If anything, I think girls growing up these days are taking a far more sex-positive approach than has been the case in the past, from what I understand. Even in the bible belt.
posted by Netzapper at 1:42 PM on July 8, 2009 [2 favorites]


See: moral panic.

Since the end of WWII, there have always been teens that participate in "risky" behaviour.
posted by KokuRyu at 1:43 PM on July 8, 2009


Netzapper--I'm very ready to agree with you (I'm just basing my opinion on what I've seen personally), and I'd be very happy if this is the case!
posted by Go Banana at 1:46 PM on July 8, 2009


I tend to tune out the mainstream media, so I don't know what they are saying about "kids these days." However, I work with a lot of twentysomethings and to generalize, they are incredibly open about sex - who is hooking up with who in the workplace, who engaged in what behavior at the last happy hour, etc., in a way that my peers and I weren't (I'm in my early 40s). And from what I gather, it's hook up first, date later, but again, this is a generalization.
posted by chez shoes at 1:47 PM on July 8, 2009


A news program featuring stories about kids who get get good grades, do their homework, and help little old ladies cross the street probably wouldn't get very good ratings.
posted by spilon at 1:50 PM on July 8, 2009


I'm gonna agree with Go Banana here: the percentages are probably about the same, but what the "sexually active" segment of the population (remember when they were just called "promiscuous"?) does is probably a little more extravagant than was done in decades past. I do seem to recall pretty decent data suggesting that oral and anal sex has kind of spiked in the last two decades, but I get the impression that the kids who do that today were the kids that were going to be doing whatever was considered "fooling around" anyways.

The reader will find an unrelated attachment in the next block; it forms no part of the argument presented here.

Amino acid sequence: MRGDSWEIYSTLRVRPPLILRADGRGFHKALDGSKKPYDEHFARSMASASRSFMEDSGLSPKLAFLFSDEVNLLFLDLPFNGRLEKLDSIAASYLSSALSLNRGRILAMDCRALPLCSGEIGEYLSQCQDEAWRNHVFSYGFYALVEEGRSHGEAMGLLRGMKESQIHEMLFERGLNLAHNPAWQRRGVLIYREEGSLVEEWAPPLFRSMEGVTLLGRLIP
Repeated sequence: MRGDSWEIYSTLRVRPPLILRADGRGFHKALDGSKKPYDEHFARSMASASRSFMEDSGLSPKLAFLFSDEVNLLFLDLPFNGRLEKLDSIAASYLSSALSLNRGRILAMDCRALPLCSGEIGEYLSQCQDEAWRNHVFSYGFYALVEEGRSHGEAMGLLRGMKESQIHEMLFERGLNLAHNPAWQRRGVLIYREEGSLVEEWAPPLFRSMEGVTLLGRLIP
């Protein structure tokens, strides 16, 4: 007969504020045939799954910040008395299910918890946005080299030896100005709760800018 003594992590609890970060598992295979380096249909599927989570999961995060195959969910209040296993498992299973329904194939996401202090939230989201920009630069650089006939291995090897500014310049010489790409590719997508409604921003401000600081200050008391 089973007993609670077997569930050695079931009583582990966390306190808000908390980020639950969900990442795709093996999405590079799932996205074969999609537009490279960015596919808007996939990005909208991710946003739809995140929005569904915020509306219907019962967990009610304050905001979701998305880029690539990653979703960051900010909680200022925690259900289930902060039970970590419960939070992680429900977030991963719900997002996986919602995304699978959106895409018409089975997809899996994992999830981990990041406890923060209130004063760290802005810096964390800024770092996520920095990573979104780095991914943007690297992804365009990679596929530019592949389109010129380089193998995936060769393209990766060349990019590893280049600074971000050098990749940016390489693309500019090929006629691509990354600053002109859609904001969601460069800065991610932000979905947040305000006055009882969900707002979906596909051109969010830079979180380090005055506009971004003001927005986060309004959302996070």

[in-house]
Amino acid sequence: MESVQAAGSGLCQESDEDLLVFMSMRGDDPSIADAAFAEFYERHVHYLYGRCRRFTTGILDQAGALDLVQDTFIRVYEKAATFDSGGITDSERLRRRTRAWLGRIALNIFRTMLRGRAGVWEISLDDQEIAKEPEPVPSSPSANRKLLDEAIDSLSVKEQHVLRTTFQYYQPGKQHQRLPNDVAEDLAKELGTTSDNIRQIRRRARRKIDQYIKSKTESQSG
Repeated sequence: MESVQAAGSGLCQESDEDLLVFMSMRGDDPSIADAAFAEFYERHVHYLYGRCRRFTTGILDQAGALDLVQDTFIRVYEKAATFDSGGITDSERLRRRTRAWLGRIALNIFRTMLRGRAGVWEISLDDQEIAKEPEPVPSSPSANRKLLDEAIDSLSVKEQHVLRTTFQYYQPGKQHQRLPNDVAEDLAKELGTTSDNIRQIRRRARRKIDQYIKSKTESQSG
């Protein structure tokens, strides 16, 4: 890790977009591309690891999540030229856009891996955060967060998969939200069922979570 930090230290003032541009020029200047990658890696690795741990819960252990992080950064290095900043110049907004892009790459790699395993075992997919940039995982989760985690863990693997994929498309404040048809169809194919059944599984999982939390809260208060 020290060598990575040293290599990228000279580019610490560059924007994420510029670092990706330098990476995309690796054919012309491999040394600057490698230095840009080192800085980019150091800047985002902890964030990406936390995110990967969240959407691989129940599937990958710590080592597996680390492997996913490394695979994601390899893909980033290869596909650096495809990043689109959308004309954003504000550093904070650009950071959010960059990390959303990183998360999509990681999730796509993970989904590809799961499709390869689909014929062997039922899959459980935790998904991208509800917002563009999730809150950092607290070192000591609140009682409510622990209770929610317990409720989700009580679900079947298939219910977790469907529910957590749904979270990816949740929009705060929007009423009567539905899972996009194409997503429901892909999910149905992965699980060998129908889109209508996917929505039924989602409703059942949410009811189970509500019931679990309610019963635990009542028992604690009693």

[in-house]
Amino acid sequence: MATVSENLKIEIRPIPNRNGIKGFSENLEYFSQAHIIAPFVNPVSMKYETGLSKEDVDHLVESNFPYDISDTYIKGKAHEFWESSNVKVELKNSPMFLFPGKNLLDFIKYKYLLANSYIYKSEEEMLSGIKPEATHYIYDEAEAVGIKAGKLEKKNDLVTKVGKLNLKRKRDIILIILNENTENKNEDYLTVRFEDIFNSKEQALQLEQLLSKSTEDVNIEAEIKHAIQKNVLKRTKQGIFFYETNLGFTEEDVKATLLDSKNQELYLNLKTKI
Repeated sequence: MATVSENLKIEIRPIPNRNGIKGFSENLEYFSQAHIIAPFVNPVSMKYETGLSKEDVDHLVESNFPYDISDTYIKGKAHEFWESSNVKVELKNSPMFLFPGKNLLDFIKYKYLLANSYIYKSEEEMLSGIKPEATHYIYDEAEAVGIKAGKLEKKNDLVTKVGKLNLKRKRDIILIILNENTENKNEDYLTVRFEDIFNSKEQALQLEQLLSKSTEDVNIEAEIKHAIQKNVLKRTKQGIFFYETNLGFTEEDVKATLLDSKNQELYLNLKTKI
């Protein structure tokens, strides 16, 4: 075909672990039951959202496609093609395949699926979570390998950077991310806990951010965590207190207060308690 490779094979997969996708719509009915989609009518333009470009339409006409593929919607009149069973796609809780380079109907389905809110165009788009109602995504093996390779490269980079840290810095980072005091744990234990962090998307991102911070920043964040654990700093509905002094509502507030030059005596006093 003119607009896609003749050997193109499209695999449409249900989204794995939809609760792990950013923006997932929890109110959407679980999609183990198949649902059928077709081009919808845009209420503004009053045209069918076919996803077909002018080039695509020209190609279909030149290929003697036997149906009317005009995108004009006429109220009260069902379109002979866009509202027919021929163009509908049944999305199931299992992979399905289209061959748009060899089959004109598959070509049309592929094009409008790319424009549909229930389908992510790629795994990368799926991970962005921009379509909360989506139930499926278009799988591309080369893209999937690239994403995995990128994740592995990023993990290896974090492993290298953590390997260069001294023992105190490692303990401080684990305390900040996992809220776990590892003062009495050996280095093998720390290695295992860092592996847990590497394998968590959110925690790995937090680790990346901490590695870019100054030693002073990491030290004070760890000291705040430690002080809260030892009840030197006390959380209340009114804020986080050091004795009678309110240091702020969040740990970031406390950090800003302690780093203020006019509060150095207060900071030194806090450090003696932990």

Look, 12-16 year-old girls have been getting pregnant for thousands of years. Plenty of them have also not gotten pregnant. Only today, we can get it on video.

One thing I will vouch for is the pretty rampant hook-up culture among young adults. In the absence of any more regimented or even regularized way of mate selection, it's basically the only thing approximating a recognizable way of getting with someone. Plenty of people are not doing this, but they're a distinct minority. Or at least it seems that way a lot of the time, because there isn't any easily observable alternative with visible participation. Those that want to do something different are frequently hard-pressed to figure out how that's supposed to work, as our society no longer has any formalized way for young people to get married, not to mention a real lack of any significant moral impetus to do so. But rest assured, if the threads on AskMe are any indication, there's plenty of people who aren't getting any.
posted by valkyryn at 1:53 PM on July 8, 2009


The pregnant girl is no longer shipped off to the family in the country and the kid given up for adoption.

This. My daughter fell pregnant in her final years of high school. She was attending a selective high school (basically, admission is competitive and they hand-pick their students). We have a "single mother's" high school in the next suburb. When I rang my daughter's school to tell them they'd be transferring, they literally moved heaven and earth to accommodate her pregnancy (even arranging her final exams so they could be taken in hospital if necessary as her due date was during that period). Even took my grandson on stage with her during her graduation ceremony. No way on earth were they going to lose one of their students over something as "trivial" as pregnancy. That simply would not have happened thirty years ago.

She's just completed her Associate Degree in Accounting, so that change in attitudes has a very real (and in my opinion, positive) impact.
posted by Lolie at 2:03 PM on July 8, 2009


According to the Washington Post, the CDC found that sexual activity among teens dropped from 1991 to 2005 from 54% to 47%. Of course the headline is "Teen Sex Rates Stop Falling." 34% according to the same study reported having sex in the previous 3 months. This corresponds to a drop in teen pregnancy rates which peaked in the United States in 1991 as confirmed by multiple sources on Google Scholar.

I seem to recall a study posted to the blue that looked at social networks of teen sex which found that the majority of teens had only one or two sexual partners, with one cluster of about a dozen points that was a big web of non-monogamy.